Whether operating as solopreneurs or leading enterprise companies, the business world is seeing more female founders than ever before. Many female founders are even finding themselves on lists for the best-led companies.
Despite this, women continue to face many obstacles as they try to get their business ideas off the ground. While VC funding has increased in 2021, total VC allocations to women-led companies continue to be in the single digits, percentage-wise. And female-led firms continue to be the minority.
However, there is no denying the obvious: this is the best time to empower and encourage female founders.
Outperforming the average.
Women-owned businesses have continually demonstrated their potential for success. According to the National Association of Women Business Owners, there are over 11.6 million firms in the United States that are owned by women, generating roughly $1.7 trillion in yearly sales. Of all companies in the United States with revenue exceeding $1 million, one in five are owned by a woman.
Research has consistently backed the importance of having women in leadership positions — even in companies that aren’t woman-owned.
An analysis from McKinsey & Company shows that companies with the most gender-diverse executive teams are 25 percent more likely to achieve above-average profits than their less gender-diverse peers. Interestingly, these odds for above-average success have increased each time this analysis has been performed.
Women have repeatedly shown that they have the talent, ingenuity and grit to turn an idea into a thriving, successful business. Quite often, the only thing standing in their way is a lack of funding. However, as the results have shown, any funding that goes into a woman-owned business will deliver significant returns.
Finding underserved niches.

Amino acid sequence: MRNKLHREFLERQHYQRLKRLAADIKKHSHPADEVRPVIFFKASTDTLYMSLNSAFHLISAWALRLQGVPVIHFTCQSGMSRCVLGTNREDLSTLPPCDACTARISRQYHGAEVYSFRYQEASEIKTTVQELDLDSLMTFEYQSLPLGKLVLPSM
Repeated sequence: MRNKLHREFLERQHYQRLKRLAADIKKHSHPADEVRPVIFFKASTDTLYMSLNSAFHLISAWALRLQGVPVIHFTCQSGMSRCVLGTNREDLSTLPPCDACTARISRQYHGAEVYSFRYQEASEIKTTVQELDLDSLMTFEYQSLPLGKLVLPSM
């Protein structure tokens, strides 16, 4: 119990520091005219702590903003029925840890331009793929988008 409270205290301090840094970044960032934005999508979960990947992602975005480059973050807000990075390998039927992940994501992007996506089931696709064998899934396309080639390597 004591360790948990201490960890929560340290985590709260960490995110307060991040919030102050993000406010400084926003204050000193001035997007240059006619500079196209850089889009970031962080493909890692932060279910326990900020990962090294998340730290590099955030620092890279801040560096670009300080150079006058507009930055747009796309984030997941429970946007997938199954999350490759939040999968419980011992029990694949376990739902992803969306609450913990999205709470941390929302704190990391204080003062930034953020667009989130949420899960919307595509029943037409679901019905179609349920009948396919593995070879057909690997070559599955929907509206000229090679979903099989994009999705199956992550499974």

Part of what makes female founders such a smart investment is that they often serve overlooked market niches. It isn’t that these niches aren’t popular or profitable — rather, they just have a tendency to get overlooked by the mainstream business world. Women are also often able to draw from their own unique experiences to find (and fill) gaps in otherwise crowded niches.
This became especially apparent during a recent conversation with Alyssa Maccarthy, co-founder of Sunnie Hunnies. The founder of a business that focuses on swimwear for newborns to five-year-olds, Maccarthy and her sister wanted to design children’s swimwear in part due to a lack of soft swimwear that was gentle on the delicate skin of babies and toddlers. This was a problem that they had identified firsthand through their own experiences — it wasn’t thought up in a board meeting or pitch session.
The most successful business ideas tend to come from a founder trying to solve their own problem, and it was no different for Maccarthy. However, there is no denying that focusing on how swimwear affects the skin of young children is something that probably would not have been a top of mind priority for male founders.
This is just one example of how women will so often use their own unique experiences and insights to generate new business ideas. From introducing original services to providing a noteworthy improvement to existing products, such ideas also form an immediate connection with customers who feel underserved by what is currently offered by major brands.
Female founders are the future.
While female founders remain the minority, the numbers show that more and more investors are paying attention. Data from 2020 and 2021 reveals that startups with female founders are exiting one year faster than the market average while seeing the value of these exits skyrocket 144 percent — over 40 percentage points higher than the rest of the market.
When female founders are given the right opportunities, they quickly turn the business into a worthwhile investment. As in so many other areas, early adopters (or in this case, early investors) are poised to see the biggest returns.
Female founders have proven time and time again that they have what it takes to launch and lead successful businesses — even with the systemic challenges that the corporate world often stacks against them.
However, for every success story we find, there are many other women who don’t have the encouragement they need to make a winning business idea a reality. These women need meaningful support. From providing access to financial resources to mentorship, we can create more success stories in the future.
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